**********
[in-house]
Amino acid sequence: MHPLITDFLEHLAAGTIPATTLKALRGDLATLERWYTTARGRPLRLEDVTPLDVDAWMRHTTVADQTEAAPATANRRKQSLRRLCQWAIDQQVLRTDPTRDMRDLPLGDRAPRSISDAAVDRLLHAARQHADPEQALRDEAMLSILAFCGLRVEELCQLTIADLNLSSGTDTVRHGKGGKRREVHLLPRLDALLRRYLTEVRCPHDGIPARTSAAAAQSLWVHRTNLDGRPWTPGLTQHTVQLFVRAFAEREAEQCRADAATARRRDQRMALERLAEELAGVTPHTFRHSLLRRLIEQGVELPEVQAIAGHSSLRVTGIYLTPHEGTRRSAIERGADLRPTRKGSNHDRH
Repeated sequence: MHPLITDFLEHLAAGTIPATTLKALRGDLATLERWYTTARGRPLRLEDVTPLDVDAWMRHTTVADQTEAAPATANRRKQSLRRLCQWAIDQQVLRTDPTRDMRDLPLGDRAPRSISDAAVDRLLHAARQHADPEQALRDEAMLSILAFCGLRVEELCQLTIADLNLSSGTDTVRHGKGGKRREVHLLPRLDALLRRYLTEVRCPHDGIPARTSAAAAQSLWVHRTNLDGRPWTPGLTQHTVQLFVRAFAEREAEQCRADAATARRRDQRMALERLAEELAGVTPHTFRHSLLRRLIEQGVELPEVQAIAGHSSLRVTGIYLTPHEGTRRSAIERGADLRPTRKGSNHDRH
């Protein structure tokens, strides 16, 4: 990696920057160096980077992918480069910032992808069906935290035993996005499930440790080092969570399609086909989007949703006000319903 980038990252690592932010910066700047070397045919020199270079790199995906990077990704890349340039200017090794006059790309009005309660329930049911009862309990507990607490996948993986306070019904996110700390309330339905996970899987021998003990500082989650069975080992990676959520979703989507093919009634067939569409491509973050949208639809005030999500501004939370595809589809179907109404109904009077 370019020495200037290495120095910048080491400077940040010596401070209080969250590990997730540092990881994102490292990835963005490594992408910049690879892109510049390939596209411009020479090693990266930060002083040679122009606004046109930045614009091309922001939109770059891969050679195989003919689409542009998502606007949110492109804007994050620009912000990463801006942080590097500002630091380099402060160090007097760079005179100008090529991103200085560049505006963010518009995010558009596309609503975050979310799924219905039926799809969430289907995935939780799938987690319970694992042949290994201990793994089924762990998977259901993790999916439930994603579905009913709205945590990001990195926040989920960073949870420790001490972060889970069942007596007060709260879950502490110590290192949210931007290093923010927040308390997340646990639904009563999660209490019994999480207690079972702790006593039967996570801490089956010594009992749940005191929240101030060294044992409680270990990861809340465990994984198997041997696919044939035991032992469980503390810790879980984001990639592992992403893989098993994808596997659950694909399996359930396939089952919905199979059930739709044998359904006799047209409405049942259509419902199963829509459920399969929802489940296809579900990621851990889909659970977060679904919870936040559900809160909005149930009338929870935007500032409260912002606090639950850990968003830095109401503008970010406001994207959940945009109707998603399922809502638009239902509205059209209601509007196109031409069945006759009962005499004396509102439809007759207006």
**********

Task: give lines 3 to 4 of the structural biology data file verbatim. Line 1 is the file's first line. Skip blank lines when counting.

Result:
Repeated sequence: MHPLITDFLEHLAAGTIPATTLKALRGDLATLERWYTTARGRPLRLEDVTPLDVDAWMRHTTVADQTEAAPATANRRKQSLRRLCQWAIDQQVLRTDPTRDMRDLPLGDRAPRSISDAAVDRLLHAARQHADPEQALRDEAMLSILAFCGLRVEELCQLTIADLNLSSGTDTVRHGKGGKRREVHLLPRLDALLRRYLTEVRCPHDGIPARTSAAAAQSLWVHRTNLDGRPWTPGLTQHTVQLFVRAFAEREAEQCRADAATARRRDQRMALERLAEELAGVTPHTFRHSLLRRLIEQGVELPEVQAIAGHSSLRVTGIYLTPHEGTRRSAIERGADLRPTRKGSNHDRH
């Protein structure tokens, strides 16, 4: 990696920057160096980077992918480069910032992808069906935290035993996005499930440790080092969570399609086909989007949703006000319903 980038990252690592932010910066700047070397045919020199270079790199995906990077990704890349340039200017090794006059790309009005309660329930049911009862309990507990607490996948993986306070019904996110700390309330339905996970899987021998003990500082989650069975080992990676959520979703989507093919009634067939569409491509973050949208639809005030999500501004939370595809589809179907109404109904009077 370019020495200037290495120095910048080491400077940040010596401070209080969250590990997730540092990881994102490292990835963005490594992408910049690879892109510049390939596209411009020479090693990266930060002083040679122009606004046109930045614009091309922001939109770059891969050679195989003919689409542009998502606007949110492109804007994050620009912000990463801006942080590097500002630091380099402060160090007097760079005179100008090529991103200085560049505006963010518009995010558009596309609503975050979310799924219905039926799809969430289907995935939780799938987690319970694992042949290994201990793994089924762990998977259901993790999916439930994603579905009913709205945590990001990195926040989920960073949870420790001490972060889970069942007596007060709260879950502490110590290192949210931007290093923010927040308390997340646990639904009563999660209490019994999480207690079972702790006593039967996570801490089956010594009992749940005191929240101030060294044992409680270990990861809340465990994984198997041997696919044939035991032992469980503390810790879980984001990639592992992403893989098993994808596997659950694909399996359930396939089952919905199979059930739709044998359904006799047209409405049942259509419902199963829509459920399969929802489940296809579900990621851990889909659970977060679904919870936040559900809160909005149930009338929870935007500032409260912002606090639950850990968003830095109401503008970010406001994207959940945009109707998603399922809502638009239902509205059209209601509007196109031409069945006759009962005499004396509102439809007759207006």